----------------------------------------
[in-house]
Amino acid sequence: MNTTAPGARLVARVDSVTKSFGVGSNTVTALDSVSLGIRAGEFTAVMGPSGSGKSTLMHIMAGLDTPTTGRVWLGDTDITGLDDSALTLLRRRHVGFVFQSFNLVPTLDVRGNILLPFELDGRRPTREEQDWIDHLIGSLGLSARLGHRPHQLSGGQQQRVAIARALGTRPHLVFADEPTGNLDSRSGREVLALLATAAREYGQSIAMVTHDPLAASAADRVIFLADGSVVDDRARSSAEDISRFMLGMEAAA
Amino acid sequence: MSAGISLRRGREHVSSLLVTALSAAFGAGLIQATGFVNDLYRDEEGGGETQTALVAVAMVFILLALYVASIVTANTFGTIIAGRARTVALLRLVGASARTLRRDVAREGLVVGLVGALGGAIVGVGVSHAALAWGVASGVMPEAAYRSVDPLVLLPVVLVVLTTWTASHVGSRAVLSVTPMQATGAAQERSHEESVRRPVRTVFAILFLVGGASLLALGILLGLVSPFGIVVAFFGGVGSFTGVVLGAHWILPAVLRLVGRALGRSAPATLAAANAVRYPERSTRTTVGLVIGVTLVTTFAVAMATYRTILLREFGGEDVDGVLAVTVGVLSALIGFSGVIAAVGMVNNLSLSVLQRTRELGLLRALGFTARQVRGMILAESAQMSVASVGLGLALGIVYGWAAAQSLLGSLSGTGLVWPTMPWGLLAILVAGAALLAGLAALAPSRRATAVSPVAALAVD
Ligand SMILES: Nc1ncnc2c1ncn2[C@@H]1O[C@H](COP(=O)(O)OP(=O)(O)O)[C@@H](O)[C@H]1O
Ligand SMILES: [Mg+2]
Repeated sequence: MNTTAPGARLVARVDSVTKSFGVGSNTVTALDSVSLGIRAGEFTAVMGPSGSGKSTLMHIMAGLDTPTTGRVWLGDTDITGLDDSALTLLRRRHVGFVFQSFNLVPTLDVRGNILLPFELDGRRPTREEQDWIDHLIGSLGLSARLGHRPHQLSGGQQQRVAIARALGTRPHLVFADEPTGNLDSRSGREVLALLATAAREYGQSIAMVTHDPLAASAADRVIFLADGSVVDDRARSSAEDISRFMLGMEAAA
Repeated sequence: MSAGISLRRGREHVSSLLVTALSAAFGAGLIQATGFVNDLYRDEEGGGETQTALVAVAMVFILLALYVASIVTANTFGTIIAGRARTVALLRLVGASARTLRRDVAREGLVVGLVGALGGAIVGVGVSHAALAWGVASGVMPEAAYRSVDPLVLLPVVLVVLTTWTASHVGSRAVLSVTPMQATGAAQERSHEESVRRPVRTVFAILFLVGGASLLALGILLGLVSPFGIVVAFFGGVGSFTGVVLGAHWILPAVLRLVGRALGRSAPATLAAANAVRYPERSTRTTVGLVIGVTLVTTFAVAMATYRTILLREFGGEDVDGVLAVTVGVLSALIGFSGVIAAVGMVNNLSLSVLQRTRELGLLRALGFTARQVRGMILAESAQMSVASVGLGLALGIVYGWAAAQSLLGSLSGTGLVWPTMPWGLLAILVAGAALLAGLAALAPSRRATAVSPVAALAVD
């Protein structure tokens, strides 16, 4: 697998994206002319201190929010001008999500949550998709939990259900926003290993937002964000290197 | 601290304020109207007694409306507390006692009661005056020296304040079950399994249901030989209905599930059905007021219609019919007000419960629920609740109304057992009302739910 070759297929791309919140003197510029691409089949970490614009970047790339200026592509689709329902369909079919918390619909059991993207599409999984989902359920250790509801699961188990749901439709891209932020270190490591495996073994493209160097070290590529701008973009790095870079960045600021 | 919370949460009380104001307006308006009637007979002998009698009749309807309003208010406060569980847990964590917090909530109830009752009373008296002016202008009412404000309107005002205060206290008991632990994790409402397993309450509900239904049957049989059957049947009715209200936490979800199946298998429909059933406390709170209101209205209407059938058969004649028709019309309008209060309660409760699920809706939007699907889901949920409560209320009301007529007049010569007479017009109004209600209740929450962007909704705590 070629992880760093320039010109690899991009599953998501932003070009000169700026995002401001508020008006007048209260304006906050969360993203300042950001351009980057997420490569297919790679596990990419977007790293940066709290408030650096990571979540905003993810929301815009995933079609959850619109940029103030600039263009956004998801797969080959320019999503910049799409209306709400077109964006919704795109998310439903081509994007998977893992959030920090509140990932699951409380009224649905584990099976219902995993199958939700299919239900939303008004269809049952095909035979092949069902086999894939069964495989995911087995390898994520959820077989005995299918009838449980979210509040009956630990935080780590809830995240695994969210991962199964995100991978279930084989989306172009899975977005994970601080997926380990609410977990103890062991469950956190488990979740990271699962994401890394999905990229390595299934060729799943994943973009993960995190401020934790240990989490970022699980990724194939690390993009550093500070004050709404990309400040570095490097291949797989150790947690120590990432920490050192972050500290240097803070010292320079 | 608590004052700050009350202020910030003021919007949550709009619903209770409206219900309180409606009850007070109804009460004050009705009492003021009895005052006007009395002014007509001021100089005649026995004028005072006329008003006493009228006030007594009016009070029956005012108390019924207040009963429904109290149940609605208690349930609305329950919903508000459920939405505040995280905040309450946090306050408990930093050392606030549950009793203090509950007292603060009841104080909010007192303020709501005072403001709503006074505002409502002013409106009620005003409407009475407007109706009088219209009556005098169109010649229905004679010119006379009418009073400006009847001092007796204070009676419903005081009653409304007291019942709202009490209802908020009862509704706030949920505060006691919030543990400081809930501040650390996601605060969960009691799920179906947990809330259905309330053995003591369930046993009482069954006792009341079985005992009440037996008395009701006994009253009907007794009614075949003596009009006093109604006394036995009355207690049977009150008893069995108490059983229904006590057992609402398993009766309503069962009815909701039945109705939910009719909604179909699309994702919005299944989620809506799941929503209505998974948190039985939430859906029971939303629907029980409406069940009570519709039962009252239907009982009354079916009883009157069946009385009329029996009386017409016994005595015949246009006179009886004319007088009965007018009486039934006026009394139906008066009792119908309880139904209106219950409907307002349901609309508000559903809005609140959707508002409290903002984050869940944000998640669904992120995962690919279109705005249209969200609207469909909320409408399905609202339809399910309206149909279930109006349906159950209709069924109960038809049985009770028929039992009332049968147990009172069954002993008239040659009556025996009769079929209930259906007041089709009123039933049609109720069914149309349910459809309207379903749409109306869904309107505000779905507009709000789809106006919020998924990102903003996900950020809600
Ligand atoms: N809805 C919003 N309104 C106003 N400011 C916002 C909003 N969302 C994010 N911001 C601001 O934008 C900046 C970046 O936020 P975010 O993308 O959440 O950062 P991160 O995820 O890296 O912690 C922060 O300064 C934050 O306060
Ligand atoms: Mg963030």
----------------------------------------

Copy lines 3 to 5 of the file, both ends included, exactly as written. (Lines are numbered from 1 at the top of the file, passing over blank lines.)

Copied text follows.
Amino acid sequence: MSAGISLRRGREHVSSLLVTALSAAFGAGLIQATGFVNDLYRDEEGGGETQTALVAVAMVFILLALYVASIVTANTFGTIIAGRARTVALLRLVGASARTLRRDVAREGLVVGLVGALGGAIVGVGVSHAALAWGVASGVMPEAAYRSVDPLVLLPVVLVVLTTWTASHVGSRAVLSVTPMQATGAAQERSHEESVRRPVRTVFAILFLVGGASLLALGILLGLVSPFGIVVAFFGGVGSFTGVVLGAHWILPAVLRLVGRALGRSAPATLAAANAVRYPERSTRTTVGLVIGVTLVTTFAVAMATYRTILLREFGGEDVDGVLAVTVGVLSALIGFSGVIAAVGMVNNLSLSVLQRTRELGLLRALGFTARQVRGMILAESAQMSVASVGLGLALGIVYGWAAAQSLLGSLSGTGLVWPTMPWGLLAILVAGAALLAGLAALAPSRRATAVSPVAALAVD
Ligand SMILES: Nc1ncnc2c1ncn2[C@@H]1O[C@H](COP(=O)(O)OP(=O)(O)O)[C@@H](O)[C@H]1O
Ligand SMILES: [Mg+2]